The Lakers won't tank, according to General Manager Mitch Kupchak.
But they're certainly not winning any time soon, finding a new way to lose Thursday.
The Lakers scared the Oklahoma City Thunder for almost 48 minutes before falling, 107-103, heading into the All-Star break tied with Sacramento for dead last in the Western Conference.
They also set a team record with a seventh consecutive home loss, the latest low in a season filled with them at Staples Center.
Kevin Durant scored 19 of his 43 points in the fourth quarter as the Thunder made up a 14-point deficit.
Before the Lakers fell to 18-35, Kupchak tried to deflect the concept of tanking, of losing on purpose to improve draft position.
But when you suit up only eight players because seven are injured, the inevitable slowly takes over despite 14 points and 17 assists from Kendall Marshall. And 19 points from both Wesley Johnson and Chris Kaman.
"Winning is never a bad thing," Kupchak said a few minutes before tipoff. "If you try to manipulate the draft, I'm not a karma guy, but if you try to manipulate this thing, it never works out the way you think it's going to work out.
"You're better off doing what you know is the right thing to do and whatever happens happened for the right reason. And that's our approach."
Despite the lack of success, Kupchak gave another vote of confidence to Lakers Coach Mike D'Antoni.
"Under very trying circumstances, I think he's done a great job," Kupchak said. "Our players continue to play as hard as possible and compete in every game.
"After games, if we do lose, their heads go down and they're upset. There's no music playing, there's no guys walking out of the locker room with a hop in their step. It bothers them to lose."
Steve Nash did not play Thursday because of nerve damage in his back, meaning he appeared in only 60 of the Lakers' 135 games since being acquired from Phoenix for two first-round draft picks. He has one more year on his contract for $9.7 million.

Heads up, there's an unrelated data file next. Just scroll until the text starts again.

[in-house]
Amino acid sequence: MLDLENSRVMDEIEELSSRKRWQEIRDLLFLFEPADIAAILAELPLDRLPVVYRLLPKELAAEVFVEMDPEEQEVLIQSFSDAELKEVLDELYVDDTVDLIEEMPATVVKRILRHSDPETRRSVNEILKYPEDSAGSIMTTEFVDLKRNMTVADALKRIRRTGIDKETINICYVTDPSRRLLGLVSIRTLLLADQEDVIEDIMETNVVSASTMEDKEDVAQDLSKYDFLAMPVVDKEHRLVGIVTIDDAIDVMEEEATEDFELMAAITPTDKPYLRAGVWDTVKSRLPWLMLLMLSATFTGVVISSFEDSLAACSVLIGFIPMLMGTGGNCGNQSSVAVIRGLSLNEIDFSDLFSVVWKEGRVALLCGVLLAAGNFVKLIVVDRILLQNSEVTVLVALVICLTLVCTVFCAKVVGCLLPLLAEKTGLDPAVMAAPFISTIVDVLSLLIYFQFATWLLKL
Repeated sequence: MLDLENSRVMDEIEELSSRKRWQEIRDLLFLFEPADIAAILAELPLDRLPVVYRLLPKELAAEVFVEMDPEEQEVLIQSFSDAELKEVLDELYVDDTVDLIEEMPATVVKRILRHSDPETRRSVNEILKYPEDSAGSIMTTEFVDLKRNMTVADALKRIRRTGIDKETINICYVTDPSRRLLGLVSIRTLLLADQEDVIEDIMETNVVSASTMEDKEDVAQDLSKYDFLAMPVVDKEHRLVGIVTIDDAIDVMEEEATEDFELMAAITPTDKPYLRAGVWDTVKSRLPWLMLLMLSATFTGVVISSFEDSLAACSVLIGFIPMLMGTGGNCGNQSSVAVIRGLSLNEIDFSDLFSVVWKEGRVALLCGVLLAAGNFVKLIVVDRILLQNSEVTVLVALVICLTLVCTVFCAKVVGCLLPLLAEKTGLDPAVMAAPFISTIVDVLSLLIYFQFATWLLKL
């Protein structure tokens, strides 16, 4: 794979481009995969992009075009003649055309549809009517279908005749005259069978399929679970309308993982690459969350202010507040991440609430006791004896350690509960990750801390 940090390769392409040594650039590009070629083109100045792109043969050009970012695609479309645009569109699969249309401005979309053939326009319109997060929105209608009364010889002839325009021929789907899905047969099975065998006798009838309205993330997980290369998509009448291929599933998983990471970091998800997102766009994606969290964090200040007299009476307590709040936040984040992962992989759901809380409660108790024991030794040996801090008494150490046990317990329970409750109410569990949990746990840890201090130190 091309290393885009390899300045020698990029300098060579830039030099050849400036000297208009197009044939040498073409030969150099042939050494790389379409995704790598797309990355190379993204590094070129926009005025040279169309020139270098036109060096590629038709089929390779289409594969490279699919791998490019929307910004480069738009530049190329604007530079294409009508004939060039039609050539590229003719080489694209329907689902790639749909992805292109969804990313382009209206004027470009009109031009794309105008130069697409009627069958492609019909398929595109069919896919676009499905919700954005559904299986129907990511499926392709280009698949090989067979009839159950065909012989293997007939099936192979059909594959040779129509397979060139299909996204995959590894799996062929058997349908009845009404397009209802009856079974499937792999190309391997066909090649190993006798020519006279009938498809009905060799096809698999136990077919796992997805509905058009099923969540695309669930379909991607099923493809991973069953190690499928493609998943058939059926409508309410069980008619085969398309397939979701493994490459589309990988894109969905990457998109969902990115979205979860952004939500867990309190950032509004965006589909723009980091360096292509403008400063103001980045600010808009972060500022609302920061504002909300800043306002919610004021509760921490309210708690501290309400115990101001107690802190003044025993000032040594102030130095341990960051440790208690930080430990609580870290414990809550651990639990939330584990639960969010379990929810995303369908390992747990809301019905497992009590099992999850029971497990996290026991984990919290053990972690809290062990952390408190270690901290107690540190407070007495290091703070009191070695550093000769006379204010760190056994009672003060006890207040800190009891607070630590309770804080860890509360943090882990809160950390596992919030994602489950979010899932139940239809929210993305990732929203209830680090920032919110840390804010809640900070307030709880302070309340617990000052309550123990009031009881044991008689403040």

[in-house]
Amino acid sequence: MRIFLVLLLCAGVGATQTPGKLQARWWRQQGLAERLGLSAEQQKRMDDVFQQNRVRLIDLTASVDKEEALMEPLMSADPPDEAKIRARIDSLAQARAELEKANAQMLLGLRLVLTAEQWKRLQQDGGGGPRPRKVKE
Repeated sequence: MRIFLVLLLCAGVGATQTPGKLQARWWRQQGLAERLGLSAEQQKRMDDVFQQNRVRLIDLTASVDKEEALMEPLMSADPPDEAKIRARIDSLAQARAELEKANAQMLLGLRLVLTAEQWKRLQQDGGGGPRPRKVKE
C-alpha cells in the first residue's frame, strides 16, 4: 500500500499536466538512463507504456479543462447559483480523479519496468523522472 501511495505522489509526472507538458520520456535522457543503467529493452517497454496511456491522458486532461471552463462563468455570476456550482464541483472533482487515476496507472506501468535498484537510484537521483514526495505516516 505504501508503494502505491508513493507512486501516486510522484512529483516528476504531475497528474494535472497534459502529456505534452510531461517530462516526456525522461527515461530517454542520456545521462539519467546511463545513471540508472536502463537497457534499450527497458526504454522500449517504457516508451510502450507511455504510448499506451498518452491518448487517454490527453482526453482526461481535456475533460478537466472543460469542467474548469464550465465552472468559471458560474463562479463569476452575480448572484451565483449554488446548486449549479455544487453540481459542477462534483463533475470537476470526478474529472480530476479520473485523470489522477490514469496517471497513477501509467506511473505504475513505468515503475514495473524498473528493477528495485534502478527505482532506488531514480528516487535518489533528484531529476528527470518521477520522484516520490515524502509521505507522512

Kupchak declined to second-guess the ill-fated trade, saying he "absolutely" would have done it 10 times out of 10.
"No regrets," Kupchak said. "You have to recognize where you are as a franchise. We felt we had a two-year window, maybe three, to go for a championship, and that's what we did.
"Looking back on it, which nobody can do, that's a different story. But at the time, we knew exactly what we were doing."
Despite not having Nash, Kobe Bryant, Pau Gasol and four other players, the Lakers hung in against the Thunder (43-12), which holds the league's best record.
"We played with a lot of energy that got us through most of the game," Steve Blake said before frowning at the Lakers' 23 turnovers. "Against a great team like that, you start to turn the ball over, there's no way you can win."
It basically came down to free throws. The Thunder made 21 of 24. The Lakers made 13 of 22.
Kaman was fouled while scoring on a spinning layup, but his missed free throw kept the Thunder ahead by one with 22.5 seconds left.
Derek Fisher made two free throws a few seconds later to give the Thunder a three-point lead, but Steve Blake missed one of two free throws with 13.6 seconds left.
Durant made two from the line with 11.6 seconds to play, giving the Thunder a four-point edge and effectively ending the game.
Durant had his eighth 40-point game of the season despite making only three of 13 three-point attempts.
And with that, the Lakers lost again, a sublime 24 games behind Oklahoma City in the West standings.